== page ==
Recently the Supreme Court decided Shelby County v. Holder, also known as the case about the Voting Rights Act (VRA), and the internet exploded. Suddenly, there were articles condemning supreme court justices as racists, and old literacy tests were being circulated, often with messages suggesting that they would be reinstated. The misinformation and fear that has been circulated has left many people confused as to what the future of the VRA will mean for voters going into the future.
The way I see it, there are two main ways that the future of the VRA could go. Congress could replace §4b and §5 of the VRA or they will leave the legislation the way it is now, in the wake of the Supreme Court decision. Either way, there will be little change to the way voting rights behave in the next ten years.
First, a little background.
The Supreme Court has just invalidated §4b and §5 of the Voting Rights Act. The two sections that were struck down were only applicable to 9 states (and a few extra counties). This decision was far from the end of Voting Rights Act. Because the sections that were struck down only applied to 9 states, the decision only affects those areas, which no longer have to get approval from the federal government before they change anything in their voting procedures.
These states have essentially been on probation for fifty years, and this is not the first time that the court has had to look at these issues in the last few years. The previous case was called Northwest Austin Municipal Util. Dist. No. One v. Holder 557 U.S. 193 (2009). In that case, the court found that the areas covered by section 5 of the VRA actually had less discrimination than the rest of the country, and they told congress that the provision “imposes current burdens and must be justified by current needs.” Because Congress had not changed the formula for sections 4b and 5, the court has now struck them down.
The way that the sections of the voting rights act that were struck down worked was based on whether or not the states had disparate voting registration for minorities. In 1965. The formula for what areas deserved extra coverage was set in 1965, and hasn’t been changed since, regardless of what areas of the country most need federal oversight. Even though the VRA has been reinstated at least half a dozen times, Congress has never created a new, dynamic standard to judge where the problems are. In many ways, the old standard did not keep up with the trends and needs of today.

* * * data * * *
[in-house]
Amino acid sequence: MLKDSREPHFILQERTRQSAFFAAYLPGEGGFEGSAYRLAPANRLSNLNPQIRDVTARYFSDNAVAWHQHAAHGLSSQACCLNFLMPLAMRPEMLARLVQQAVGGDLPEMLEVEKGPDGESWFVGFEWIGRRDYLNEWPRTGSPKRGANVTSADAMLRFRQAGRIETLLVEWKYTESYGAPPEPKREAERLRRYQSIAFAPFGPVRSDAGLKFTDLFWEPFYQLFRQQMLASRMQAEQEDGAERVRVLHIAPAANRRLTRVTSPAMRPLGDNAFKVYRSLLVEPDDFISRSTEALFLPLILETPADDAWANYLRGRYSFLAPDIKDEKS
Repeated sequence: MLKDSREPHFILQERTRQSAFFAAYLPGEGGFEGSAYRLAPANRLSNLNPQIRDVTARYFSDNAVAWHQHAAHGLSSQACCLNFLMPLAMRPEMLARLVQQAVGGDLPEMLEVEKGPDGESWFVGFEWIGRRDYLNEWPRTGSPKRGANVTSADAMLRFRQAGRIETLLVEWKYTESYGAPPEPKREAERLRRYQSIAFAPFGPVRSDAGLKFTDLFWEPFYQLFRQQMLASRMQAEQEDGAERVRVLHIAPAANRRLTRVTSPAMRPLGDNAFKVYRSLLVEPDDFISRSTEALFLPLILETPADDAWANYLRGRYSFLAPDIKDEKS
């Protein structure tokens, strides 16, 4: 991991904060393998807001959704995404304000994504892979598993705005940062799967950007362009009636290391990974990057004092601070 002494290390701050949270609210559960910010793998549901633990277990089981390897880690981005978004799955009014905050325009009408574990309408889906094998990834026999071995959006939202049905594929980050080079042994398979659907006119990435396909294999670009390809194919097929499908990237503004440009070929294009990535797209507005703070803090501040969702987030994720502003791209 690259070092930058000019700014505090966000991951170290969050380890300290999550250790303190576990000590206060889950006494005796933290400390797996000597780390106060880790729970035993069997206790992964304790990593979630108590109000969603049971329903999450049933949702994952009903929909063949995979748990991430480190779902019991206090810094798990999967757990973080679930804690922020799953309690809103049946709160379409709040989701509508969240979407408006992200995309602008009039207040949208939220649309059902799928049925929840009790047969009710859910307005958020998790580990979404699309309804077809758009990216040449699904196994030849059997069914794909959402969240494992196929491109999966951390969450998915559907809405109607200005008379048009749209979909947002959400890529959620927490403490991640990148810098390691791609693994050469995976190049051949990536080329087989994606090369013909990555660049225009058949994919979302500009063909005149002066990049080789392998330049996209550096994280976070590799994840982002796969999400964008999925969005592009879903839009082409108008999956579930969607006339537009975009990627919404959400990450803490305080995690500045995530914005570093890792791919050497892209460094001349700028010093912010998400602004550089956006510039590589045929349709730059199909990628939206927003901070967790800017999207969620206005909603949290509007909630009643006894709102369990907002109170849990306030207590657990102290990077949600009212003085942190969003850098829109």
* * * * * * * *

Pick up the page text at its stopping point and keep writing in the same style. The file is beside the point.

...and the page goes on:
Now, the question is whether or not Congress will replace the sections of the VRA that the Supreme Court struck down. There are some good reasons that congress would want to replace those sections. The last time that the VRA was reissued, the vote was practically unanimous. Congress has an interest in ensuring that there is no discrimination at the polls.
In fact, the Supreme Court acknowledges that there is an important governmental interest in preventing this kind of discrimination.
Even though it might be tempting to say that the Republican Party has an interest in keeping people of color away from the polls (because they overwhelmingly vote Democrat), creating new enforcement and oversight provisions for the VRA may be just the thing that the Republican Party is looking for to revamp its image in the wake of the Supreme Court’s decision on DOMA. By reaching out on an issue like this, Republicans could have a chance to improve their image, especially with young voters and people of color.
If Congress does replace section 4b and section 5 of the VRA, they have the opportunity to make it a vastly superior system to the one that they had in place previously. Because the previous system was tied to statistics gathered in 1965, the system did not have the capacity to change and react to new problem areas, making them subject to heightened scrutiny. If Congress does revamp the struck down sections of the VRA, they could place any area with a disparate number of residents of color and voters of color than similar places. By revamping those sections, Congress could force those jurisdictions to be subject to a review of their policies, making sure everything is on the up-and-up, and forcing change if discrimination is happening at an institutional level.
“Well,” I’ve often heard in the past week, “if Congress does not replace the provisions that the Supreme Court struck down in the VRA then in ten years, no one of color will be able to vote anywhere in the country.”
That is not true. Not even a little bit. The truth is that the VRA still has its most important section: Section 2. Section 2 entitles people to sue their local government for discrimination in their voting procedures, no matter where in the country they are. The provisions that were struck down did not remove that right for anyone. All the Supreme Court has done is make the whole country equal on this subject. The areas that were previously at a heightened level of scrutiny can still be sued for discrimination. The difference is that now those jurisdictions must actually do something wrong first.
People have been getting up in arms over the VRA decision, but in reality, the only people affected are the people living in the nine states that section 4b of the VRA named, and even if Congress never amends the VRA to include new enforcement provisions, the reality is that any truly discriminatory practices will still be outlawed. There won’t be a resurgence in voter literacy tests, and there will certainly not be jurisdictions rushing to enact discriminatory legislation or practices, because they can still be sued. And if there is one thing that will motivate Americans, it’s the threat of a lawsuit.